December 08 2012
When two of my friends suggested I try an Extraordinary Active Holiday, involving a weeklong Triathlon-based endurance programme at the Almyra Hotel in Cyprus, I considered it to be rather an odd concept. My idea of a holiday is to be inactive, to relax, and certainly doesn’t involving mastering three fitness disciplines. But since both friends have recently taken up weekend cycling and swimming, and lost a considerable amount of weight, I was keen to get in on the act.
But before I could fully appreciate just how extreme the physical endurance I had naively signed up for was going to be, my flight was booked and my bags packed.
Day 1, 3pm
I arrive at Almyra, a five-star reincarnation of the Paphos Beach Hotel, the island’s first beachfront destination. It has 189 sea- and garden-view rooms and suites, four restaurants and four freshwater pools. The architecture is modern, the interiors sleek. And with the sun shining and the sea twinkling, I almost forget what I have come for – but any hedonistic holiday fantasies are soon dashed when I arrive at my suite to find the mini bar stocked with energy bars. There’s not a miniature in sight.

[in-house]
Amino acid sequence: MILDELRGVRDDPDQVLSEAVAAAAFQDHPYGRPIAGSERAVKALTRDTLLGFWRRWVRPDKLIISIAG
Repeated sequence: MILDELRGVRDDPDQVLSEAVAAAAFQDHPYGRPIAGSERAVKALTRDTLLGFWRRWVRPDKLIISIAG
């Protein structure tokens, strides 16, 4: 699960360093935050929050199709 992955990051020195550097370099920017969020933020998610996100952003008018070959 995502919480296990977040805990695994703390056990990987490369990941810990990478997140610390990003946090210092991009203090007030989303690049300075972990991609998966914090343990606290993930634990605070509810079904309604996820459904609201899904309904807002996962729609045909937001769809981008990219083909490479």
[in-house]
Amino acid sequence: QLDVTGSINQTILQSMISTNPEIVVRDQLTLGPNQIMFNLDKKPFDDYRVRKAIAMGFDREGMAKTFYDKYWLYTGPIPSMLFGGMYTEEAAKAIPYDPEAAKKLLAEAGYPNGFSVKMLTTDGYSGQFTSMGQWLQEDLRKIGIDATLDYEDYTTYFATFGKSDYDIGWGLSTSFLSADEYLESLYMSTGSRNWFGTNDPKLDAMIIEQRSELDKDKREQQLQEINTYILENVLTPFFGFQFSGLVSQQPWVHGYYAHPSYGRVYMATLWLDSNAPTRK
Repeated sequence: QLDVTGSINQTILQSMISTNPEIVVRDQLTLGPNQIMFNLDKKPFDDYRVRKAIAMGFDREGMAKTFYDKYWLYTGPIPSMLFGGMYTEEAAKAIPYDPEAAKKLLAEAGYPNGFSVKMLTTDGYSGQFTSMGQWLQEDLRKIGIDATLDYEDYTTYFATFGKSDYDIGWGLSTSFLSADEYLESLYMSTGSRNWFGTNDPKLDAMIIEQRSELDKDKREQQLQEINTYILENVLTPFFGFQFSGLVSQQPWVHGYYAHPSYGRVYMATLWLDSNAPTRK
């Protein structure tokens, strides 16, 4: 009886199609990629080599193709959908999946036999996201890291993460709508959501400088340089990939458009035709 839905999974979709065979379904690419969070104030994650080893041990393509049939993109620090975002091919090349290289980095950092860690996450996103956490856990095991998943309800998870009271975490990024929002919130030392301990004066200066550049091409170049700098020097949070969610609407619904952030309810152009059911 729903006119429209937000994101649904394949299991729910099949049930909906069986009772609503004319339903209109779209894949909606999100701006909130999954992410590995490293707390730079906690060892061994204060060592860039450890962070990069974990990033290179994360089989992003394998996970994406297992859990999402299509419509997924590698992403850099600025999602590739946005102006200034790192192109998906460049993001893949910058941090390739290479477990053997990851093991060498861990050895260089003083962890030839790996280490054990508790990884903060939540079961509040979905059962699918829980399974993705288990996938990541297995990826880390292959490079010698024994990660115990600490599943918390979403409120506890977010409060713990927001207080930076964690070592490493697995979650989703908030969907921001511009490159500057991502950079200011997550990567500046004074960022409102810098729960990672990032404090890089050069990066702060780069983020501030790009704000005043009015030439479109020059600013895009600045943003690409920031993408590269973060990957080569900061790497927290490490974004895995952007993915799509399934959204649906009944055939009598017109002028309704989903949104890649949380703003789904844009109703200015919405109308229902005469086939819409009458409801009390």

I check in for the Extraordinary Active Holiday. My introductory session begins with a body-composition evaluation and a nutritional consultation with Stella Kakouri, Cyprus’s leading nutrition expert. She takes my weight and height as well as the unappealingly named “skin fold” measurements, where my body fat is pinched with a pair of callipers and the reading taken with a tape measure. She tells me that in collaboration with exercise physiologist Kypros Nicolaou she will formulate a bespoke programme – centred around the triathlon disciplines of running, cycling and swimming – for me to follow throughout the week. Although we are a group of seven, we will all have our own goal-oriented schedule and diet.
We are each issued with an off-road bike with thick, durable tyres to cope with the challenging Cypriot terrain, and measured for the “greyhound of bicycles” – super-slim racers with drop handlebars. We are kitted out with with goggles and glasses, and our running shoes are checked – we’ll be off road a lot, so they need to be up to scratch.
“Triathlon training is a perfect way to work all the major muscle groups
as well as to improve endurance and cardio strength,” explains Stella, adding that although we all subconsciously favour one of the three disciplines, the rotation
between them will keep us alert and prevent us from growing complacent. “By the end of the week you'll be noticeably stronger in the
discipline you’re currently weakest in, and you’ll also see improvements where you are
already of a good standard.”
I confess that my swimming routine typically involves a few lazy laps of breaststroke in the slow lane. The prospect of improving my technique, let alone speed, is certainly encouraging.